Author(s): MacArthur RD, Levine SD, Birk TJ
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Abstract We attempted to measure cardiopulmonary effects, CD4 counts, and perceived sense of well-being in 25 individuals moderately to severely immunocompromised from HIV infection (mean entry CD4 count = 144.microliters-1) before and after a 24-wk program of exercise training. Only six subjects completed the 24-wk program. All six showed evidence of a training effect. Statistically significant improvements were seen in maximal oxygen consumption (VO2max), oxygen pulse, and minute ventilation. Submaximal exercise performance improved significantly by 12 wk in the 10 individuals available for testing: decreases were seen in heart rate, rate pressure product, and rate of perceived exertion. White blood cell counts and T-lymphocyte subsets were stable at 12 and 24 wk in the subjects available for testing. High depression/anxiety scores on a mental health inventory (General Health Questionnaire) correlated with low CD4 counts. Scores did not correlate with compliance with the exercise program. There was a trend (P < 0.10) for scores to improve over time among those individuals who attended > or = 80\% of scheduled exercise sessions. We conclude that exercise training is feasible and beneficial for some HIV-infected individuals.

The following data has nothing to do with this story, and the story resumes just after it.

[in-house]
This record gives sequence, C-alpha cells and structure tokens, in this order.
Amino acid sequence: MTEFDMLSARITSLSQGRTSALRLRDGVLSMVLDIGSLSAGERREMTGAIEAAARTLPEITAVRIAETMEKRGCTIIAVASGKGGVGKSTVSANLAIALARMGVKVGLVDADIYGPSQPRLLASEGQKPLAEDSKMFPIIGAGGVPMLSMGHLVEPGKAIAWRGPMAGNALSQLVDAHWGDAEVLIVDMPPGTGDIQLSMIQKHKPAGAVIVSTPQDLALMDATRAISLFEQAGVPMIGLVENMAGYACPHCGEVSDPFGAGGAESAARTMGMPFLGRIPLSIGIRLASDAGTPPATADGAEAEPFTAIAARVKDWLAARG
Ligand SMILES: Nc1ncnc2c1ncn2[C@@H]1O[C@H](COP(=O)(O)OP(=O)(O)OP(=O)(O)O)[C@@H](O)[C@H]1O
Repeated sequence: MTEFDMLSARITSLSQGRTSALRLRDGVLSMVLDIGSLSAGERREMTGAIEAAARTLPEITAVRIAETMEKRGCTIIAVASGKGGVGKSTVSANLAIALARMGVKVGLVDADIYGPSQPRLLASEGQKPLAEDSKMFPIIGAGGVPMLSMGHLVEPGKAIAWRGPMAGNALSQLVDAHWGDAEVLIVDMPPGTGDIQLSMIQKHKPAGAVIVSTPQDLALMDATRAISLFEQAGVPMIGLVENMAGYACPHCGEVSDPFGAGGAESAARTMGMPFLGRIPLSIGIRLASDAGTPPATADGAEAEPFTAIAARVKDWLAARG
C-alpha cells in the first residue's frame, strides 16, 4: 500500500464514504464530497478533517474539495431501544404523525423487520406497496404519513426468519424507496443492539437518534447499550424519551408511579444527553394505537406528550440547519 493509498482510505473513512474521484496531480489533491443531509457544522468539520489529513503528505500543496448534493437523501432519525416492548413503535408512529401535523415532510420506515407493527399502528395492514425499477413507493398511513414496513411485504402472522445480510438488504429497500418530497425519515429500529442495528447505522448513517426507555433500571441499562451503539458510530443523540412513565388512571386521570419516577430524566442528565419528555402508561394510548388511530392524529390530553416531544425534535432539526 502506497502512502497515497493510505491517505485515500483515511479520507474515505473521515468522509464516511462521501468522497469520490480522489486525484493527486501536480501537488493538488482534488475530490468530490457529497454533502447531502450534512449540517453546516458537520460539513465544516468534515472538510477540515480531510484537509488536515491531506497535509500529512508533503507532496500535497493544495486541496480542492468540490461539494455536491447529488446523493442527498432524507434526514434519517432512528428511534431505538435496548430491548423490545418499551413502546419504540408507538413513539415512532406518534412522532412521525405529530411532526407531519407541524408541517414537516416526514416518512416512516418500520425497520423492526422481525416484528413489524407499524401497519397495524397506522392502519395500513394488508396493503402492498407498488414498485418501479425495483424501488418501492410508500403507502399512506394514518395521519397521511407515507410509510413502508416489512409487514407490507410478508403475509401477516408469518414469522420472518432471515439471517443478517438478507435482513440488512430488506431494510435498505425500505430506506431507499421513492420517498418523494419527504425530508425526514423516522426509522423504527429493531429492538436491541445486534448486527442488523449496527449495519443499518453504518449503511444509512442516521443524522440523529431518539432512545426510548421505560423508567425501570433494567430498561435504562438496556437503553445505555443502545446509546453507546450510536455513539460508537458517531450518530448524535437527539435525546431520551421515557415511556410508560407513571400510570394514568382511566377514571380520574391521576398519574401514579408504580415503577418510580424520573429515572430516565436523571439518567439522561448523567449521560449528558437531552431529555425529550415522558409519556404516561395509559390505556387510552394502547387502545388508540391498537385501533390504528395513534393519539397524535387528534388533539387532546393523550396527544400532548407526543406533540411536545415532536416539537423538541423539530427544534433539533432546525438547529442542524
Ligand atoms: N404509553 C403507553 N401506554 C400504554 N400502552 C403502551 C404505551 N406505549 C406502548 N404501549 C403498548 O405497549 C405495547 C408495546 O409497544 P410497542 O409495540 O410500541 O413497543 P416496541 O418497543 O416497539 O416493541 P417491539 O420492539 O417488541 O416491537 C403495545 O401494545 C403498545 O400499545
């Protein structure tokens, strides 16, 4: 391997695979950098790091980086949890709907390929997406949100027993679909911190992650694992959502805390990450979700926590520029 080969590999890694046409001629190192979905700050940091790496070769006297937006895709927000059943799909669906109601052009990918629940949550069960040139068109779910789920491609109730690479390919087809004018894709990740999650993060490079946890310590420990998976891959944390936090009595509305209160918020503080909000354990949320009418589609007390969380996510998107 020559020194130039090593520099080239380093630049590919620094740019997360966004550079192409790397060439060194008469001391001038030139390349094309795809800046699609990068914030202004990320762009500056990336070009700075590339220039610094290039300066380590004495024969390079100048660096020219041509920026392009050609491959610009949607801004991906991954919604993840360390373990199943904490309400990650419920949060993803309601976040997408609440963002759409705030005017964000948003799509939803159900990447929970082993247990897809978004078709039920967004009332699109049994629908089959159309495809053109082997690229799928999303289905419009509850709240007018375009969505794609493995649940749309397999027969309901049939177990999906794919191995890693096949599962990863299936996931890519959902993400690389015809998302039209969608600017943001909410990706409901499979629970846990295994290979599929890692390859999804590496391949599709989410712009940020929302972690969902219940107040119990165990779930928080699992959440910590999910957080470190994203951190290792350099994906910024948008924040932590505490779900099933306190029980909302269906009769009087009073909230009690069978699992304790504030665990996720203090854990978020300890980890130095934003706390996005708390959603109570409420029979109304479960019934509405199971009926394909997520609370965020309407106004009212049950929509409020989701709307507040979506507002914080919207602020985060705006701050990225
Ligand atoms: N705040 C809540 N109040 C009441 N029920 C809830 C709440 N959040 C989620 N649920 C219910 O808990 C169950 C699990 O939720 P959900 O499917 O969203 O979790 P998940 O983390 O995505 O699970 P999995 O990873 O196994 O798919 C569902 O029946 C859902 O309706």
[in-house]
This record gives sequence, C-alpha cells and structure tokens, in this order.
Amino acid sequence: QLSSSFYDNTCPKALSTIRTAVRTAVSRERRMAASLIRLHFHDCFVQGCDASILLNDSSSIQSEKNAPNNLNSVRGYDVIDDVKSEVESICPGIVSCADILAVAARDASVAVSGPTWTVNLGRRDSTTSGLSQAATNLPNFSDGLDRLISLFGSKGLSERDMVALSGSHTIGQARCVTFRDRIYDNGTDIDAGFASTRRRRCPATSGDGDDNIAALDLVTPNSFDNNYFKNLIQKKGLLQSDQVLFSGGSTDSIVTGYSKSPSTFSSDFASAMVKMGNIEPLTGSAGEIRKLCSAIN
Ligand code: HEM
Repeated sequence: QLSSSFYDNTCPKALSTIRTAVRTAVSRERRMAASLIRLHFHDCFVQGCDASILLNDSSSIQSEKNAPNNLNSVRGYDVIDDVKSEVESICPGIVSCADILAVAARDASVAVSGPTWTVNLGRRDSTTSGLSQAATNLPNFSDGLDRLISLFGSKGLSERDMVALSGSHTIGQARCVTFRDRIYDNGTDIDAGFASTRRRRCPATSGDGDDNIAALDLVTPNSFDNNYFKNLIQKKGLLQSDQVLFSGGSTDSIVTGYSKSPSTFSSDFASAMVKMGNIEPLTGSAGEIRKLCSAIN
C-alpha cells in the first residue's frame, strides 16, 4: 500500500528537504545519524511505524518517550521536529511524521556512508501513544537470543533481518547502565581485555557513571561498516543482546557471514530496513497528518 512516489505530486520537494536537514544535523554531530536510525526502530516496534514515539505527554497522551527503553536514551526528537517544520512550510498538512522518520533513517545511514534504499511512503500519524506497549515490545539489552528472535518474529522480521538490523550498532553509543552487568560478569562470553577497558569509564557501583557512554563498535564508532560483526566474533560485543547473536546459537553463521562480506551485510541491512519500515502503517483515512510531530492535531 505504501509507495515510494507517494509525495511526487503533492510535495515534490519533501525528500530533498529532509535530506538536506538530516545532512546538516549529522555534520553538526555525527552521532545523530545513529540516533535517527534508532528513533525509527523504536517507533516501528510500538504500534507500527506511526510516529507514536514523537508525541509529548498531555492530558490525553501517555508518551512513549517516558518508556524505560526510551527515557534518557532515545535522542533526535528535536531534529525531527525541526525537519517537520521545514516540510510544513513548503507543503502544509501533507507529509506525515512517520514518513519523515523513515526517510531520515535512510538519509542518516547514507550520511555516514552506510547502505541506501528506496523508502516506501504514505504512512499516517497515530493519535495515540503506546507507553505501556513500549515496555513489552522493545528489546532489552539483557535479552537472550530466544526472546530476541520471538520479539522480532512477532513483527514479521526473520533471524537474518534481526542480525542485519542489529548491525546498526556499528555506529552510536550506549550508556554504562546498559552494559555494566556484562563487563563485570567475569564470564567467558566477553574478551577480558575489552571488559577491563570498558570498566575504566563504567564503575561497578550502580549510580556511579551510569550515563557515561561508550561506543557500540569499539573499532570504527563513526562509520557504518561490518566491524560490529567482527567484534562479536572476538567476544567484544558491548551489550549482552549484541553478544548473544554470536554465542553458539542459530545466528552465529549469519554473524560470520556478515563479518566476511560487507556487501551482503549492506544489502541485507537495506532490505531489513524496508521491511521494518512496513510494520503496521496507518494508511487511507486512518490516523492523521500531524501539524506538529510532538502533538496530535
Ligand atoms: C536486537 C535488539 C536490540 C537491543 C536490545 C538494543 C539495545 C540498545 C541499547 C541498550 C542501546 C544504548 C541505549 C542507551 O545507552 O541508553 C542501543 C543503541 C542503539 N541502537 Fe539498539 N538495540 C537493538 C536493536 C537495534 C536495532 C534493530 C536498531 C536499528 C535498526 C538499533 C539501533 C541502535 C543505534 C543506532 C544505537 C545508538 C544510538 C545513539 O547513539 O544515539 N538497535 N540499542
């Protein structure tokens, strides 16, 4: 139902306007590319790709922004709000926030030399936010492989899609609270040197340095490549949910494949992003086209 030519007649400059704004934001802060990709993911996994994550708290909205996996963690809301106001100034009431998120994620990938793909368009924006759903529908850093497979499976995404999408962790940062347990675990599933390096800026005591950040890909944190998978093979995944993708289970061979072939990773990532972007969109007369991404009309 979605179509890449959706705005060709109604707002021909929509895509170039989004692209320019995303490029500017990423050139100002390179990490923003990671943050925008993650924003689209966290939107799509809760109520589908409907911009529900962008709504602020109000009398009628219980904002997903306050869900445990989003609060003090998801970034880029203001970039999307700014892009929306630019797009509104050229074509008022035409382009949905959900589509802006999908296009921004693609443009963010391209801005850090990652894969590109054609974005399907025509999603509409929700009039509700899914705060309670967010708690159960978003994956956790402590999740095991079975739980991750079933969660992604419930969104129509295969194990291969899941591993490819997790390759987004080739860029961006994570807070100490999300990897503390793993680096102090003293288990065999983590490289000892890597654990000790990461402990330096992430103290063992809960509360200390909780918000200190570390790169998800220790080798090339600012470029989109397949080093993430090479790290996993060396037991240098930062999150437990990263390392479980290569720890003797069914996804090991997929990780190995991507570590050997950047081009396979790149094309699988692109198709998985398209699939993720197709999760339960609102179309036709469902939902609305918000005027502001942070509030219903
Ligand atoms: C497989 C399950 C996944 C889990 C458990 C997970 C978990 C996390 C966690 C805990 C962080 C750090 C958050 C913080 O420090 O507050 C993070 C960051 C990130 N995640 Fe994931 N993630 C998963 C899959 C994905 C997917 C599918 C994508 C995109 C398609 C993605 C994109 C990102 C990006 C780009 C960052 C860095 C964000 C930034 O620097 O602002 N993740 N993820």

This article was published in Med Sci Sports Exerc
and referenced in Journal of AIDS & Clinical Research